Somehow over the years and the many TV and film versions of this story, Black Beauty has been turned into a kind of equestrian Lassie: "What's that, Beauty? The children are stuck in the disused mine?" But this new dramatisation by Katie Hims goes back to the source and deliciously proves to be a little nastier than you might have expected. Told by Adam Godley as the horse himself, it's faithful to Anna Sewell's book, which she wrote specifically to alter the way we saw horses and so change how we treated them. As Douglas Adams once wrote, "It's difficult to be sat on all day by some other creature without forming an opinion of them." William Gallagher
Beauty's mother Ndidi:
SAS-man turned bestselling author Andy McNab , whose new novel is set in war-torn Baghdad, joins Mariella Frostrup. Producer Erin Riley Rptd Thursday 4pm
How did we get from the finger-wagging moral poetry of the 18th and 19th centuries, which warned girls and boys against being naughty, to the zany nonsense of the last century? And has the moral message wrapped in verse really changed all that much? Poet/presenter Nigel Forde takes a look at a huge range of writers, including sisters Anne and Jane Taylor , whose anthology of 1804 gave this programme its title. Producer Tom Alban Repeated on Saturday at 11.30pm
8/10. The Prime Minister's big idea for secondary education is the replacement of failing schools in deprived areas with independent academies. But will the millions of pounds being invested benefit the pupils most in need? With reporter Gerry Northam. Rptd from Tue
3/3. A Good Deed and a Hot Bath. With the help of philosopher AC Grayling and listeners' own accounts of selfishness, Michael Rosen ponders whether the truly selfish person is really a self-regarding loner or the best-equipped individual to survive in modern society. Producer Paul Kobrak Repeated on Saturday at 5.45am
Graeme Garden presents his selection of excerpts from BBC radio over the past week. Producer Torquil MacLeod
PHONE: [number removed] Fax: [number removed] email: firstname.lastname@example.org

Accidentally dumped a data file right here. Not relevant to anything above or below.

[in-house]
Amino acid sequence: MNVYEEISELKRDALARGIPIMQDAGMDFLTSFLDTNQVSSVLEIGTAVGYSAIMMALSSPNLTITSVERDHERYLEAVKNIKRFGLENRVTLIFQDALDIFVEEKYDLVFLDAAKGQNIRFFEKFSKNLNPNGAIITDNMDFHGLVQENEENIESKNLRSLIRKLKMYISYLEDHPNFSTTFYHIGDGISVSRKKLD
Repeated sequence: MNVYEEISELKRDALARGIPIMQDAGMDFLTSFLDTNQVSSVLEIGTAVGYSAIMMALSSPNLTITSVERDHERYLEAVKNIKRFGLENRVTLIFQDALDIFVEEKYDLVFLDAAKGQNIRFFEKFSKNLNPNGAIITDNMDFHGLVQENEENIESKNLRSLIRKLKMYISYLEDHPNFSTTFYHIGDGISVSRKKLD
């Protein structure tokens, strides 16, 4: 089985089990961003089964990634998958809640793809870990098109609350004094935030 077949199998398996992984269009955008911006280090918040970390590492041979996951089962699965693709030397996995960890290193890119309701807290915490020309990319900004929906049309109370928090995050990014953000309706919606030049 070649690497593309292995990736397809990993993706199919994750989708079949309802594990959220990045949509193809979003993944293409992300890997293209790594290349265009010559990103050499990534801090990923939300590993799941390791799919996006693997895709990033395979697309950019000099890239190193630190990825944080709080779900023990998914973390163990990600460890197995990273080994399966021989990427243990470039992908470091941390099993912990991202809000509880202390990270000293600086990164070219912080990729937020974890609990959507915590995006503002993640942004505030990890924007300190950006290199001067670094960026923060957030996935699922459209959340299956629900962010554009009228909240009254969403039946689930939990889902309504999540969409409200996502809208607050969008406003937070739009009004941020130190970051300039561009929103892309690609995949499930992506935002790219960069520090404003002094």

Kathy breathes a sigh of relief.
For cast see page 48 Repeated tomorrow at 2pm Soap & Flannel: page 47
Barney Harwood gets behind a potter's wheel and creates some Scottish pottery. Producer Jane Chambers
2/5. A selection of JB Priestley's Postscripts - short talks originally broadcast in 1940 - read by Patrick Stewart. Today: a wartime outing to Margate. Abridged by Julian Wilkinson. Producer Emma Harding
10/11. Listeners' opinions and comments on BBC radio programmes and policy, with Roger Bolton. Repeated from Friday
ADDRESS: Feedback, PO Box 2100, London W1A 1QT
Phone: [number removed] Fax: [number removed] email: email@example.com
Another chance to hear Chris Neill's tribute to Round the Horne star Betty Marsden, who died six years ago.
Repeated from yesterday at 12.04pm
3/8. Where Have All the Liberals Gone? Right and left seem to agree that when it comes to law and order we need more sticks and fewer carrots. Historian
Felipe Fernandez-Armesto asks whether the liberal consensus has vanished for ever. Repeated from Thursday
Andrew Rawnsley previews the week's political events.
10.45 The Week According to
Michael Brown presents a humorous look back at the political events of the week.
Editor Terry Dignan The Week According to repeated on Wed at 8.45pm
9/10. With Libby Purves. Repeated from Tuesday
1/3. Following two students as they train at the country's foremost drama school, founded in 1904. With Adrian Lester. Producer Merilyn Harris
Two Sides of the Moon, by David Scott and Alexei Leonov (1/5)